“Maybe we should stop considering all autoimmune diseases in one lumped category,” said Atul Butte, MD, PhD, assistant professor of pediatrics and of biomedical informatics and director of the Center for Pediatric Bioinformatics at Lucile Packard Children’s Hospital. “It looks as if there may be at least two different kinds.”
Pairs of autoimmune diseases have been linked in clinical practice, Butte said. People with type-1 diabetes are routinely screened for autoimmune thyroid disease, for which they are known to be at heightened risk. But no one has ever known why.
A study published online Dec. 24 in PLoS-Genetics provides a genetic basis for this clustering effect, while extending it to show how two such clusters tend to be mutually exclusive. Butte, who is the study’s senior author, and his colleagues looked at data from several large genome-wide association studies of single-nucleotide polymorphisms, or SNPs: tiny genomic variations that constitute the genetic underpinning for inter-individual human differences from eye color to nose shape to personality quirks.
The human genome can be thought of as a 3-billion-unit-long sequence, with each unit consisting of one of four different chemical residues. At almost every specific location along two different people’s genomes, the resident chemical unit is the same. But at about one or two out of every 1,000 positions, the first person’s genome may boast one variety of chemical unit, while the second’s hosts another type. This single-unit difference is a SNP (pronounced “snip”).
There are several million SNPs in the human genome, making for a gigantic number of possible different versions of a human being, said the study’s lead author, Marina Sirota, a fourth-year PhD student under Butte’s supervision in Stanford’s Biomedical Informatics Program. In so-called genome-wide association studies, SNPs linked to disease susceptibility are found by assessing genomes from two large groups of people, one composed of patients with, say, rheumatoid arthritis or heart disease and another of people without the condition. If, at a given SNP location, the frequency of one particular chemical unit is significantly greater or smaller among the diseased people than in the healthy ones, that SNP is presumed to lie close to or within a biologically important genomic region that increases or diminishes genetic susceptibility to the disease, Sirota said.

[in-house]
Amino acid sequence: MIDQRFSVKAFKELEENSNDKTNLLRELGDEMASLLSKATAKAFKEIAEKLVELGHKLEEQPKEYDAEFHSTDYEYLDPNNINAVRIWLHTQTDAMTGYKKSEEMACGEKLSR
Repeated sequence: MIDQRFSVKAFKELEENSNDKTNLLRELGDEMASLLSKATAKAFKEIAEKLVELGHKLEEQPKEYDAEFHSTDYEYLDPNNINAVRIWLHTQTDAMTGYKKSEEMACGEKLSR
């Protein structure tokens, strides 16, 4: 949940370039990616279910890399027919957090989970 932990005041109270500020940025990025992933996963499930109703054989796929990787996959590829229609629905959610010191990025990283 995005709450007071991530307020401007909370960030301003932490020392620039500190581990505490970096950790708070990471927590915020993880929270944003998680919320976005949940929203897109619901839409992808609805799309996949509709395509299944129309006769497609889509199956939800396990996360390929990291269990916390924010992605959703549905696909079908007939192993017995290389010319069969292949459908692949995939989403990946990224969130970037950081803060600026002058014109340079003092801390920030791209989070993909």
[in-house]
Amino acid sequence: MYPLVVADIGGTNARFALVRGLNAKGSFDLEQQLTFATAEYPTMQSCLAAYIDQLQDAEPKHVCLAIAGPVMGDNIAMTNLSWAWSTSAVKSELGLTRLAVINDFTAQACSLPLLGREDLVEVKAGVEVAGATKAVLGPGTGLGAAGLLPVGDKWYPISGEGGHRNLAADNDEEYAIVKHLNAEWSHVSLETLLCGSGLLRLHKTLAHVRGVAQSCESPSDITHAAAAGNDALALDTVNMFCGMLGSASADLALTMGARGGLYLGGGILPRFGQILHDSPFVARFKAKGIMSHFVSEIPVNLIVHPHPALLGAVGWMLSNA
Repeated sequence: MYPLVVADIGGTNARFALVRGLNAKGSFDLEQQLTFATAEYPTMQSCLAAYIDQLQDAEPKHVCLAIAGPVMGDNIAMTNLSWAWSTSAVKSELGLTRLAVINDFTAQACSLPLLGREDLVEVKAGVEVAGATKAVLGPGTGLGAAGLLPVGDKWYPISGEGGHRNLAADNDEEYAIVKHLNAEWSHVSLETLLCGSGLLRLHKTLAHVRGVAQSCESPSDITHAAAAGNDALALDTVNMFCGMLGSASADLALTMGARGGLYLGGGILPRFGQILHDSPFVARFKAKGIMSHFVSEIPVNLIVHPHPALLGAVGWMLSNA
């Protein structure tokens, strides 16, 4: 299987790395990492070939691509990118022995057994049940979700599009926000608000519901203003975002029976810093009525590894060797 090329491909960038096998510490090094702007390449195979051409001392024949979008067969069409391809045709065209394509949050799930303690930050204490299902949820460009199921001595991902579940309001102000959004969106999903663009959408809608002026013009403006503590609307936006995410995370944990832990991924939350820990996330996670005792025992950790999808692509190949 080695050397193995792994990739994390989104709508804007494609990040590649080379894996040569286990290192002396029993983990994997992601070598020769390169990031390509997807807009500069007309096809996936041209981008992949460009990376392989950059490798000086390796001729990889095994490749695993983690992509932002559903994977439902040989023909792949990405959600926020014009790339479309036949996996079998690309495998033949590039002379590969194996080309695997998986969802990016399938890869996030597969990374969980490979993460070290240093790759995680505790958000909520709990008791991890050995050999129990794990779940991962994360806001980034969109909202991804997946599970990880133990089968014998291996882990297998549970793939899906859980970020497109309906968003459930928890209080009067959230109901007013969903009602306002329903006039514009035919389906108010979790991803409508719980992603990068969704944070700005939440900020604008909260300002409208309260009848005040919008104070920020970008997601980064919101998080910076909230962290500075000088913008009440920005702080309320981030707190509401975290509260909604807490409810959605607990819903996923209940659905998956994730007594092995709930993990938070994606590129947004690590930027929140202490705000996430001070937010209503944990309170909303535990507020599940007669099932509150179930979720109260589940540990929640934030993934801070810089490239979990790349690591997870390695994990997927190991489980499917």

In the past few years the industrial-scale characterization of SNPs has been hugely enhanced by sophisticated electronic devices called gene chips, pioneered at Stanford about a decade ago. Gene chips can quickly scan an individual’s genome to identify the chemical unit occupying each of more than a million SNP locations.
“More than 400 genome-wide association studies have been published since gene-chip technology took off a few years ago,” said Butte. From these published studies, Sirota, Butte and their colleagues culled about a half-dozen that had been conducted on patients with or without autoimmune diseases including type-1 diabetes, rheumatoid arthritis, multiple sclerosis, autoimmune thyroid disease and a spinal condition called ankylosing spondylitis. The investigators restricted their attention to SNPs that were examined in all the studies they were focusing on.